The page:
Thursday, March 26, 2009

The Romantic Hero

The romantic hero is as old as storytelling. The epic of Gilgamesh written in about 2700 BC is one such telling of a romantic hero. Now perhaps my idea of “romantic” hero is swayed differently from your idea, but let me explain. For the most part, we think of the necessity of women involved in the story, that “romantic” aspect, if you will. But I’m going for the original definition of “romance,” which, according to the Oxford English Dictionary, is of “a tale in verse, embodying the adventures of some hero of chivalry, especially of those of the great cycles of mediƦval legend, and belonging both in matter and form to the ages of knighthood; also, in later use, a prose tale of a similar character.” So in the case of Gilgamesh—and many others we will talk about—it is about a quest for self-actualization with the help of a deep friendship between men. This is part of the “band of brothers” facet to the epic story and can most certainly be found in more familiar tales, like the Arthurian legends.

In the Bible you have many examples of romantic heroes in the Old Testament: Samson and Delilah—he embodies male strength and its weaknesses; David, the epic hero of the Jews, who shows not only great strength of character but also great weakness (are we seeing a pattern here?)

This kind of epic romantic hero has always been with us. As the Middle Ages rolled around we have many epic legends (sometimes called “histories” when they involved real people). One of the earlier popular epics that captured the imagination was The Song of Roland from the 9th century, and tells us of the brave doings of one of Charlemagne’s celebrated knights. His loyalty to his lord Charlemagne is his undoing but again we have a hero in the tradition of the “band of brothers” whose “romance” is his character and faith informing the story. Here, we have a tale of more action than deep introspection. His story is also a tragic one. Indeed, many romantic heroes end up at the wrong end of a sword, poisoned lance, phial of poison, or other nefarious end. Picture Romeo, and Tristan of Tristan and Isolde fame, Abelard and Heloise, Lancelot and Guinevere. All are young and a bit romantic and, let’s face it, a bit overdramatic, too. They invoke a hopeless situation and something achingly romantic (and in the case of Abelard, aching in another way. Ouch.)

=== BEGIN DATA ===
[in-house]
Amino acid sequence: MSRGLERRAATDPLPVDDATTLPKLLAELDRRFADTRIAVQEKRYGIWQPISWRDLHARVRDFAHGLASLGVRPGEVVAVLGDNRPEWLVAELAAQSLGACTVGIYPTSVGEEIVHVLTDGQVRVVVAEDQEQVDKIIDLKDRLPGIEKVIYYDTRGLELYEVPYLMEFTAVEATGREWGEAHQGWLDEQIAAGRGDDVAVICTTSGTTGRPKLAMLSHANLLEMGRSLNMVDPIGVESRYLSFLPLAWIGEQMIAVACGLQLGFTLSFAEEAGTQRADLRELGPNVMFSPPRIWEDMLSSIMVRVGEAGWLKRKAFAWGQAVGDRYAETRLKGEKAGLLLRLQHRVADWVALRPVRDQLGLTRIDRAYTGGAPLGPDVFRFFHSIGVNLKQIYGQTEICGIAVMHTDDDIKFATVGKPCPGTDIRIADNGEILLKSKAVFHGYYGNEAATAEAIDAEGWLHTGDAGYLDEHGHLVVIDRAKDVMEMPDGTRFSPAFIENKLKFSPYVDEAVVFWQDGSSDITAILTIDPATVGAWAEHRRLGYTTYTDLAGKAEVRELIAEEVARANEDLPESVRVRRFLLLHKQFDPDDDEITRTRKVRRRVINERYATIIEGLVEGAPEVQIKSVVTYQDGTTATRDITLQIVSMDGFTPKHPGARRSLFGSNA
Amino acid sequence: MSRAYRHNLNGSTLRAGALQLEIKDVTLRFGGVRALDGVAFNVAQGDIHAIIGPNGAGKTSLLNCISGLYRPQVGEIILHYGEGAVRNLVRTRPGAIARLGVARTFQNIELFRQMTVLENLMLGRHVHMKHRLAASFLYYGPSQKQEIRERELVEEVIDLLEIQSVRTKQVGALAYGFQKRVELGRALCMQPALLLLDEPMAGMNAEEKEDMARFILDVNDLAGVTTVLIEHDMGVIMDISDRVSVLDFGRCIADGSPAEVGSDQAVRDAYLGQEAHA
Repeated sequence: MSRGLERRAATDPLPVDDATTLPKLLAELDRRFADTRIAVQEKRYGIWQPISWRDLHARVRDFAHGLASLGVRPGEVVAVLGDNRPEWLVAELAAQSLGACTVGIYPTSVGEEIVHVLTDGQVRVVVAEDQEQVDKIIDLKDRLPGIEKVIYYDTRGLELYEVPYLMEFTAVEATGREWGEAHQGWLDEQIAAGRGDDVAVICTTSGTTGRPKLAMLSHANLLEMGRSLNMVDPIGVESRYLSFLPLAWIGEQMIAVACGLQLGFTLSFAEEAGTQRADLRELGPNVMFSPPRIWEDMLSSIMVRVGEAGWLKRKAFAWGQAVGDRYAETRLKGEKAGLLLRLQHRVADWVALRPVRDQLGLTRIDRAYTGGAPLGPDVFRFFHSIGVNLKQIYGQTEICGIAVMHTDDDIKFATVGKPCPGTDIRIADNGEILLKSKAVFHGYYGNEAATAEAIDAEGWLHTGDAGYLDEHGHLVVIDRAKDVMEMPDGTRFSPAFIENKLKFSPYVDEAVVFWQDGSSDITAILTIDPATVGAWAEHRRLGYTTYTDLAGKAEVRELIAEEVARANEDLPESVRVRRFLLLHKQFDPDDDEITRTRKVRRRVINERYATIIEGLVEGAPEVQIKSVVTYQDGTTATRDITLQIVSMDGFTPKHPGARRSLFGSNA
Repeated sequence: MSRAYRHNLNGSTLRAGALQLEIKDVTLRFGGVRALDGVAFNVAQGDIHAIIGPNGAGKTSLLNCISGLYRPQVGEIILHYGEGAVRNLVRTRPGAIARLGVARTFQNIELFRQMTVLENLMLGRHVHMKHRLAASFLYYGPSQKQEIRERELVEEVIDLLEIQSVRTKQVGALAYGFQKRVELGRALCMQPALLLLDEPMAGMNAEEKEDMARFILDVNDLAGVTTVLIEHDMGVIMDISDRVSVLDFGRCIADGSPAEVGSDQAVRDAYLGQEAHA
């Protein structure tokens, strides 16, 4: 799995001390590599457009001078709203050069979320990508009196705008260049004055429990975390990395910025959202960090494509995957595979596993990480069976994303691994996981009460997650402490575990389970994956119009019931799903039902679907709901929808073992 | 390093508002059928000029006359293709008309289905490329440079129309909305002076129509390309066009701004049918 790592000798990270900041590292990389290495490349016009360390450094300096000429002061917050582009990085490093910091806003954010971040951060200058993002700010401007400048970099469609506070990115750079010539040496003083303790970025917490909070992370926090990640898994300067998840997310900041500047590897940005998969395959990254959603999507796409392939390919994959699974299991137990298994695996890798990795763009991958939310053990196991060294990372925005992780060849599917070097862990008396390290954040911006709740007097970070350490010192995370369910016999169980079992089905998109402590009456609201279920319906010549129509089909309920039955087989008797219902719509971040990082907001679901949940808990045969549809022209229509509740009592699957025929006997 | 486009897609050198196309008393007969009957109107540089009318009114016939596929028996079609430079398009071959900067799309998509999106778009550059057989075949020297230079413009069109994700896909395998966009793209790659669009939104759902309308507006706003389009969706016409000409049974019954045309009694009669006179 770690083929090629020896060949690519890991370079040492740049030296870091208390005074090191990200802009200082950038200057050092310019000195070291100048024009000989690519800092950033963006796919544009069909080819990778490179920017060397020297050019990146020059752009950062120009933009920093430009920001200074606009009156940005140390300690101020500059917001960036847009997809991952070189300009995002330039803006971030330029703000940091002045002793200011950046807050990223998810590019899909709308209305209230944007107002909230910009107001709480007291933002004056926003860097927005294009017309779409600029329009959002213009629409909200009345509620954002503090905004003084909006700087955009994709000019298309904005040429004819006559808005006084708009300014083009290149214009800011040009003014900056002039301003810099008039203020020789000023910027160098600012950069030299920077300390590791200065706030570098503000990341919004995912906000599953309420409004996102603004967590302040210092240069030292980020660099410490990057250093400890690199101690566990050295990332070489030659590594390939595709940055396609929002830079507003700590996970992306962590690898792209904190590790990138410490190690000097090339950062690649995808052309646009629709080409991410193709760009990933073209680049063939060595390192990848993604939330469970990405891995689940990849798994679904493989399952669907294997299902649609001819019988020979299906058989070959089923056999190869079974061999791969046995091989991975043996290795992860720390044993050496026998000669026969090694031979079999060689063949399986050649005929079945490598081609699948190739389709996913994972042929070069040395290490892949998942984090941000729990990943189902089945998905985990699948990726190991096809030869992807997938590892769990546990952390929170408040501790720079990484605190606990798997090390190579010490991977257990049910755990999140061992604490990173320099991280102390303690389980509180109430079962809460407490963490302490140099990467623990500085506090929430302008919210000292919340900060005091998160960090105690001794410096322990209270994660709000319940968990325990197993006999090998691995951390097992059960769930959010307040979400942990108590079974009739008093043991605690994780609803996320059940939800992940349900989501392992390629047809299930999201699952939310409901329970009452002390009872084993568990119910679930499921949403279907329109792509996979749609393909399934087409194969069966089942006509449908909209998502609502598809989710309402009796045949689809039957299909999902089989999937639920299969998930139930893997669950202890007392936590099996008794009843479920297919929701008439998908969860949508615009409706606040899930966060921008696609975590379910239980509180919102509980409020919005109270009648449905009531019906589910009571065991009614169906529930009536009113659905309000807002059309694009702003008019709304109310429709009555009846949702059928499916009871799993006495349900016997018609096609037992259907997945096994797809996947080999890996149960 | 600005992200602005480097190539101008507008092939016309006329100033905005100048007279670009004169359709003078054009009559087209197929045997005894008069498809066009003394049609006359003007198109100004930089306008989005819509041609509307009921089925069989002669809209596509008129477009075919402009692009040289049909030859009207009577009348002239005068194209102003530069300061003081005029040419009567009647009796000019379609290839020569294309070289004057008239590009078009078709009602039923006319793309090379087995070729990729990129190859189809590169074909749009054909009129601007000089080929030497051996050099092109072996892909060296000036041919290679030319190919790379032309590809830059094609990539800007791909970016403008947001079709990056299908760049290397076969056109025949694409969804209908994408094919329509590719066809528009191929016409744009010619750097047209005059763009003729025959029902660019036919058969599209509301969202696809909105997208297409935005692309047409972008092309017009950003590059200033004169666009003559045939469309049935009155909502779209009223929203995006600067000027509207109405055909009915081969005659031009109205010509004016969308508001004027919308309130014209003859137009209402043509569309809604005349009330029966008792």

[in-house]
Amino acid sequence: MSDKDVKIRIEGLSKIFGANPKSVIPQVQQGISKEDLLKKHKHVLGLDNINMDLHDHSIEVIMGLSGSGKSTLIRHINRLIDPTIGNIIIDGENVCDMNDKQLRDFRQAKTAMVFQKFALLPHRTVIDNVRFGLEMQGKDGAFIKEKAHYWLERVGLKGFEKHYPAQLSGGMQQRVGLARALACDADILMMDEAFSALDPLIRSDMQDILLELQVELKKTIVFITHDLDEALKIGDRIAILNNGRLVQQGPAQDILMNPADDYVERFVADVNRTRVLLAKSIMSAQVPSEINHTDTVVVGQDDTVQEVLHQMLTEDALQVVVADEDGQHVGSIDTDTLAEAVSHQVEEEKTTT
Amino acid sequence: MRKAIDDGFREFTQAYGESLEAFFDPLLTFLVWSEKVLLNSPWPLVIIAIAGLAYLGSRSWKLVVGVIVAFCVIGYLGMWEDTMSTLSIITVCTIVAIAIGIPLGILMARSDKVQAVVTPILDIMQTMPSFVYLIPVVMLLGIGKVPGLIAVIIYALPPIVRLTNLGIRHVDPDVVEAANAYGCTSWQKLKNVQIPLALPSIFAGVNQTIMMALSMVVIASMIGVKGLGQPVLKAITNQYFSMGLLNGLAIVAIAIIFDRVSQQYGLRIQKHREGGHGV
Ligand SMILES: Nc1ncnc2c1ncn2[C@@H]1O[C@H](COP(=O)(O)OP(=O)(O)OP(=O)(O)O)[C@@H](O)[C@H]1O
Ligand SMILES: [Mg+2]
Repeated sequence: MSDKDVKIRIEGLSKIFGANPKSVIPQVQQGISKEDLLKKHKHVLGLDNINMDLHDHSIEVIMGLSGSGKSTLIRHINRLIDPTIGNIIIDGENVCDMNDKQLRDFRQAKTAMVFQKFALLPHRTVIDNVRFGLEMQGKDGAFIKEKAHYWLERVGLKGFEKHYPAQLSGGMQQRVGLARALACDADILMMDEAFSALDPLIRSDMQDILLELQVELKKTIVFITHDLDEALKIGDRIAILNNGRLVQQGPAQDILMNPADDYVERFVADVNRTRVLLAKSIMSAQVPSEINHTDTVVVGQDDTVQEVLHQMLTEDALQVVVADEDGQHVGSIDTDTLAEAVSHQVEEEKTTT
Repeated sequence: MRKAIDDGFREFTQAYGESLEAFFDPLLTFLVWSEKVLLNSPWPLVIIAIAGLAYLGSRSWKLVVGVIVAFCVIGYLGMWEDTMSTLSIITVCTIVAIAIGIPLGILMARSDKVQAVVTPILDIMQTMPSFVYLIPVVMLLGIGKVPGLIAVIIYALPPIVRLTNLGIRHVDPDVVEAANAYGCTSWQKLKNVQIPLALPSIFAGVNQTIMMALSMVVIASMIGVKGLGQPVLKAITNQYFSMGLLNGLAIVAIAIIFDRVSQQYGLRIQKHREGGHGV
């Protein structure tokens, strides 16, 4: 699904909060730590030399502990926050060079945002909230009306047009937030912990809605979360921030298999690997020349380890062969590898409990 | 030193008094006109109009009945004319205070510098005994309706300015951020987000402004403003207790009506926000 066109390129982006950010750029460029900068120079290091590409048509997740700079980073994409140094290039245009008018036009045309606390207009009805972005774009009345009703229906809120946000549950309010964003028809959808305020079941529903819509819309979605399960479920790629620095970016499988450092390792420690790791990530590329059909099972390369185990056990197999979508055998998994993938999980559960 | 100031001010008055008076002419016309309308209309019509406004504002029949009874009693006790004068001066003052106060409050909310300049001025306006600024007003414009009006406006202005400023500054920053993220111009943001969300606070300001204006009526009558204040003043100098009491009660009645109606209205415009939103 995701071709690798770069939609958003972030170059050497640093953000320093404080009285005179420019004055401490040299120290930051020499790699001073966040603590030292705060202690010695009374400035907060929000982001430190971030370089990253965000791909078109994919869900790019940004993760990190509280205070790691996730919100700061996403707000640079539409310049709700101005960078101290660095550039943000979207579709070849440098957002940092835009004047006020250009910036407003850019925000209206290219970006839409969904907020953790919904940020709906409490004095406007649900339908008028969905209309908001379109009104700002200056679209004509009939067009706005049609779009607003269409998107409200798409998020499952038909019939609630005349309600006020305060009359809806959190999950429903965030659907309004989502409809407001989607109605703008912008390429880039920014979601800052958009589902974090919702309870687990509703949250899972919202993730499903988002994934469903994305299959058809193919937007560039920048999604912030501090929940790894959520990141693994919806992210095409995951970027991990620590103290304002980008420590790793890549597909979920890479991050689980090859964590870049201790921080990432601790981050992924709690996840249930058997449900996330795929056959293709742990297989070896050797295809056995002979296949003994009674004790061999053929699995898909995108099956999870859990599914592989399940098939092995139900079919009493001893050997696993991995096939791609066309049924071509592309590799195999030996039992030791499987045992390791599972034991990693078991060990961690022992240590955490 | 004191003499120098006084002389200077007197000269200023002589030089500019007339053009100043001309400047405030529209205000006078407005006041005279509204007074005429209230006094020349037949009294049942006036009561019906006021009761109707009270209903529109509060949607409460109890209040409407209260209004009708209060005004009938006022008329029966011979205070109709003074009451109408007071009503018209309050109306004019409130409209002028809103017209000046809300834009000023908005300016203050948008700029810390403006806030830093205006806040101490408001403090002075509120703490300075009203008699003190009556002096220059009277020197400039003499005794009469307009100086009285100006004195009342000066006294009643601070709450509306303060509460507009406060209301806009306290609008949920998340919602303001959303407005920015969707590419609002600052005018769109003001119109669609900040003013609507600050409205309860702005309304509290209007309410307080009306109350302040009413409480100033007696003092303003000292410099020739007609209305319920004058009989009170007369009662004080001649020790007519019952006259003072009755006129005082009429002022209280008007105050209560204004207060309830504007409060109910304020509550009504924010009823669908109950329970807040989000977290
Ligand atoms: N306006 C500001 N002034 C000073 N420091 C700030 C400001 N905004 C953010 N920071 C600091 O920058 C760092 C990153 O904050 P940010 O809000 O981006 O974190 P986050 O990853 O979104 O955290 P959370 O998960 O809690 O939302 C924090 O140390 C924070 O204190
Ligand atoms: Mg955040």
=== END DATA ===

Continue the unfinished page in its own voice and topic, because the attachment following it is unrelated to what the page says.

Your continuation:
These are the tragic heroes, for the most part. They might get the girl but usually it’s in a mutual suicide pact. In a “romance novel,” it’s a bit different. The hero may not always be heroic at first, but he usually survives the book…and in tact! After all, he’s got to woo the heroine.

Now when I sought to create the hero of my medieval mystery, I dug deep into my subconscious and was surprised at the eclectic mix gathering in that fertile repository. I discovered every kind of mythology that would make Joseph Campbell proud. There was the swash-buckling adventurer Errol Flynn in The Adventures of Robin Hood, the intellectualism of Lord Peter in the Dorothy Sayers series; the tough, hard shell of Sam Spade in The Maltese Falcon, and quite a few romance novels, along with historical novels written by some of the greats, like Nora Lofts and Anja Seton. Throw this altogether and mix liberally with the legends of King Arthur, the Canterbury Tales, and a little bit of Homer, and you’ve got something with some meat to its bones (after all, steal from the best!)

I wanted not only a romantic hero, but a little of the suffering servant (what did I tell ya about stealing from the best?). I don’t think there is anything quite so attractive as a strong man who sacrifices himself for noble reasons. And thus Crispin Guest was born, ex-knight turned detective on the mean streets of 14th century London in my debut mystery VEIL OF LIES. Crispin is a tragic hero as well as a romantic one. Dark, brooding, sexy. He does survive each book, but barely. His loyalty is often his undoing and he is compelled not only by his unwavering chivalric code, but also that “band of brothers” aspect that brings about the loyalty of others. And women, of course. Women who may wish to use him for their own disreputable reasons or for other earthy motives.